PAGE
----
Myopia and Genes
Myopia is commonly known as being nearsighted or shortsighted)and is a condition of the eye where the light that comes in does not directly focus on the retina but in front of it. This causes the image that one sees when looking at a distant object to be out of focus, but in focus when looking at a close object. In other words, close is good and far is blurry. Scientists have now discovered 24 new genes that cause refractive errors and myopia — an important cause of blindness and visual impairment worldwide, which has no cure to date. The findings, published in Nature Genetics, reveal genetic causes of the trait, and this may help in finding a solution.
Causes of Myopia have never been clear cut. Congenital myopia, also known as infantile myopia, is present at birth and persists through infancy. Youth onset myopia occurs in the early childhood or teenage. School myopia appears during childhood, particularly the school-age years. This form of myopia is attributed to the use of the eyes for close work during the school years.
Thirty per cent of Western populations and up to 80 per cent of Asians suffer from myopia. This refractive error can be corrected with glasses, contact lenses or surgery. However, the eye remains longer, the retina is thinner, and this may lead to retinal detachment, glaucoma or macular degeneration, especially with higher degrees of myopia. Myopia is highly heritable, although up to now, little was known about the genetic background.
To find the genes responsible, an international team of researchers including academics from the University of Bristol’s School of Social and Community Medicine, collaborated as the Consortium for Refraction and Myopia (CREAM). They analyzed genetic and refractive error data of over 45,000 people from 32 different studies, and found 24 new genes for this trait, and confirmed two previously reported genes.
Remarkable was that the genes did not show significant differences between the Europeans and the Asians. The new genes include those which function in brain and eye tissue signalling, the structure of the eye, and eye development. The genes lead to a high risk of myopia: carriers of the high-risk genes had a tenfold increased risk.
Cathy Williams, Consultant Senior Lecturer in the University of Bristol’s Center for Child and Adolescent Health, commented: "The ALSPAC study is an important part of the CREAM consortium and we are delighted that we have been able to join forces with researchers to shed light on the causes of myopia."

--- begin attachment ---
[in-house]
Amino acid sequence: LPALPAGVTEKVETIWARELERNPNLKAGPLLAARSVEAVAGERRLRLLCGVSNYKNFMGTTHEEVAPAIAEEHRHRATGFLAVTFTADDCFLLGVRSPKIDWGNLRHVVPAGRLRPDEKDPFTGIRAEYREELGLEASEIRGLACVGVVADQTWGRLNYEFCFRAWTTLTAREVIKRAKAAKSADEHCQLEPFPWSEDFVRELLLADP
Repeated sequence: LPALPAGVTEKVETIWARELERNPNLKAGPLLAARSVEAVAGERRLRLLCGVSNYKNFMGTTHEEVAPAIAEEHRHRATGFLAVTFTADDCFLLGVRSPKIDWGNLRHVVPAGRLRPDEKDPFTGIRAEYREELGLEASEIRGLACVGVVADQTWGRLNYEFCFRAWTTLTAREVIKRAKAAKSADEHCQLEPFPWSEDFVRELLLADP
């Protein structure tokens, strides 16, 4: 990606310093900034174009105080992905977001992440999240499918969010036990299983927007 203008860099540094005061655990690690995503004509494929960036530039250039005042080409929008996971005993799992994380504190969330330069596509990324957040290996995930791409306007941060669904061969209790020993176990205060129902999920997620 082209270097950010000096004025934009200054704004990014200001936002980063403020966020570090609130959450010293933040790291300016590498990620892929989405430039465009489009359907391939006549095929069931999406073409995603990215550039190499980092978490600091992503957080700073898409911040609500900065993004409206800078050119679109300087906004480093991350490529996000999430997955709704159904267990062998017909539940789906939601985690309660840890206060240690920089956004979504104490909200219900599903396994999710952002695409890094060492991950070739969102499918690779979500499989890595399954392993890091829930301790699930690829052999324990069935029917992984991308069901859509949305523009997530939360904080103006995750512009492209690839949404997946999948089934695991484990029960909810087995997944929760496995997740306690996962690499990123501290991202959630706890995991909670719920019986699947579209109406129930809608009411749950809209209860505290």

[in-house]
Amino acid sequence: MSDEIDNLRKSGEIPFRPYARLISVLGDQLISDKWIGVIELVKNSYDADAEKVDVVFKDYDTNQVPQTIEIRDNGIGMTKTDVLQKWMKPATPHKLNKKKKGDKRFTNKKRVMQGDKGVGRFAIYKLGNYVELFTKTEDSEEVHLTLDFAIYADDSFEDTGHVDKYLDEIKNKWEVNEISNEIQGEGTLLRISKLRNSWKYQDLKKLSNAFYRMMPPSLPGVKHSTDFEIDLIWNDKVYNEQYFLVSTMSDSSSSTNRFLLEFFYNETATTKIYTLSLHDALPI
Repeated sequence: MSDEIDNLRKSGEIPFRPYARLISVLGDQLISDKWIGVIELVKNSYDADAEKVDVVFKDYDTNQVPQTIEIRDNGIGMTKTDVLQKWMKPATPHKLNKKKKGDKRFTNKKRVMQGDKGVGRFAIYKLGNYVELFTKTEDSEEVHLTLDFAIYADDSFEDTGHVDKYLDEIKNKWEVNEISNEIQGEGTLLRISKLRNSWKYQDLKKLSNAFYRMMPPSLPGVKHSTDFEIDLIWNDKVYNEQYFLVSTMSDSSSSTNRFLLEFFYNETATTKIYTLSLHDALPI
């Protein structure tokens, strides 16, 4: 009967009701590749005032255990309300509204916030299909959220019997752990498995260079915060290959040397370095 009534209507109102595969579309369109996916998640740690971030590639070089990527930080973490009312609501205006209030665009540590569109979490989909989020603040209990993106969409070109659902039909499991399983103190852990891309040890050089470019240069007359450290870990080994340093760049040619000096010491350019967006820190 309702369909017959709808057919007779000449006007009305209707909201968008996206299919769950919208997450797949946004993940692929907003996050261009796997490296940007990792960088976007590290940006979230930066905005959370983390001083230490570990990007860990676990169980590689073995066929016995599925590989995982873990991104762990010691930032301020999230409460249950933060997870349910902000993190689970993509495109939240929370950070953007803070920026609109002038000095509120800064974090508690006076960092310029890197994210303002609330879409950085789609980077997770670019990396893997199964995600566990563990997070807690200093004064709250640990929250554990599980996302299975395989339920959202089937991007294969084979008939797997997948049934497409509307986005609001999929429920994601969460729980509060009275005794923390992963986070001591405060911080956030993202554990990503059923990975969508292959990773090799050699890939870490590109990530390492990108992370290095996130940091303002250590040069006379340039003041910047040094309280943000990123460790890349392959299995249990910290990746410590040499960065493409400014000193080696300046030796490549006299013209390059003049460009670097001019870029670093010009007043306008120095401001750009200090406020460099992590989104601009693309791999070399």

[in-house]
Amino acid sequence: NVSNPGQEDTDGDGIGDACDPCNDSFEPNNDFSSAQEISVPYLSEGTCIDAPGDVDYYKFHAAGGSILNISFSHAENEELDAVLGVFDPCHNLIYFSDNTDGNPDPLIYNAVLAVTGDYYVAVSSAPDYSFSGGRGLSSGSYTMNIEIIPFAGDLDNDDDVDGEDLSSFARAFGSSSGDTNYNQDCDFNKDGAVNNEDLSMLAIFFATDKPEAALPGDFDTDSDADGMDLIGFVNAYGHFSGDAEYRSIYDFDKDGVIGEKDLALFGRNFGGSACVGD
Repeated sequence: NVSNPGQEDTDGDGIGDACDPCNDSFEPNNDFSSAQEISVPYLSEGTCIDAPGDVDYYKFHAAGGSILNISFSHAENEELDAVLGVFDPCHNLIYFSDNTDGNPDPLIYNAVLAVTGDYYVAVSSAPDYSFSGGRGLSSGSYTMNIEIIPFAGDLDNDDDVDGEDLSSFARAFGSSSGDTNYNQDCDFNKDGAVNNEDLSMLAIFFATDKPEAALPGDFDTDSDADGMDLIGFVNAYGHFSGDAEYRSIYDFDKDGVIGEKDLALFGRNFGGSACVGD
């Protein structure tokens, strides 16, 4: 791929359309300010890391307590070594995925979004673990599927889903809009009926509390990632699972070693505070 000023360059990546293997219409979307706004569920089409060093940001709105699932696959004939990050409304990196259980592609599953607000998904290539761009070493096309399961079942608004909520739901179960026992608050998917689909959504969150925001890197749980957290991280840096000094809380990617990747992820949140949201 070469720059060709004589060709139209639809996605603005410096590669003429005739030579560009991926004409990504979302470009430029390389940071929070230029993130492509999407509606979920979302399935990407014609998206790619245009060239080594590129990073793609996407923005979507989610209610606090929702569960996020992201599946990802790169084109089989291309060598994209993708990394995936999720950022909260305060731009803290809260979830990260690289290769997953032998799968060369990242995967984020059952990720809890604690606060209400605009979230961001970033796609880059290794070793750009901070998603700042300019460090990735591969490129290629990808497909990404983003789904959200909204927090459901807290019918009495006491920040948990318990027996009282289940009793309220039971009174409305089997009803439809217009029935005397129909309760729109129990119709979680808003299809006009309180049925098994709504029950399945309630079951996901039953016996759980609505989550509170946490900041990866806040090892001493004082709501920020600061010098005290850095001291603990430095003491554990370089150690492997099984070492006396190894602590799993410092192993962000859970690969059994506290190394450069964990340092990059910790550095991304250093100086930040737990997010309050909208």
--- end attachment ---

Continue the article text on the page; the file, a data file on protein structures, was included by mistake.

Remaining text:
Leading author Professor Chris Hammond of King’s College London, said: "It was already known that environmental factors, such as reading, lack of outdoor exposure, and a higher level of education can increase the risk of myopia. The condition is more common in people living in urban areas. An unfavorable combination of genetic predisposition and environmental factors appears to be particularly risky for development of myopia. How these environmental factors affect the newly identified genes and cause myopia remains intriguing, and will be further investigated by the consortium."
The National Institutes of Health says there is no known way of preventing myopia, and the use of glasses or contact lenses does not affect its progression. There is no universally accepted method of preventing myopia; proposed procedures have not been studied for effectiveness.
Eyeglasses, contact lenses, and refractive surgery are the primary options to treat the visual symptoms of those with myopia. Lens implants are now available offering an alternative to glasses or contact lenses for myopics for whom laser surgery is not an option. Eye care professionals most commonly correct myopia through the use of corrective lenses, such as glasses or contact lenses.
For further information see Nearsighted Gene.
Eyeglasses image via Wikipedia.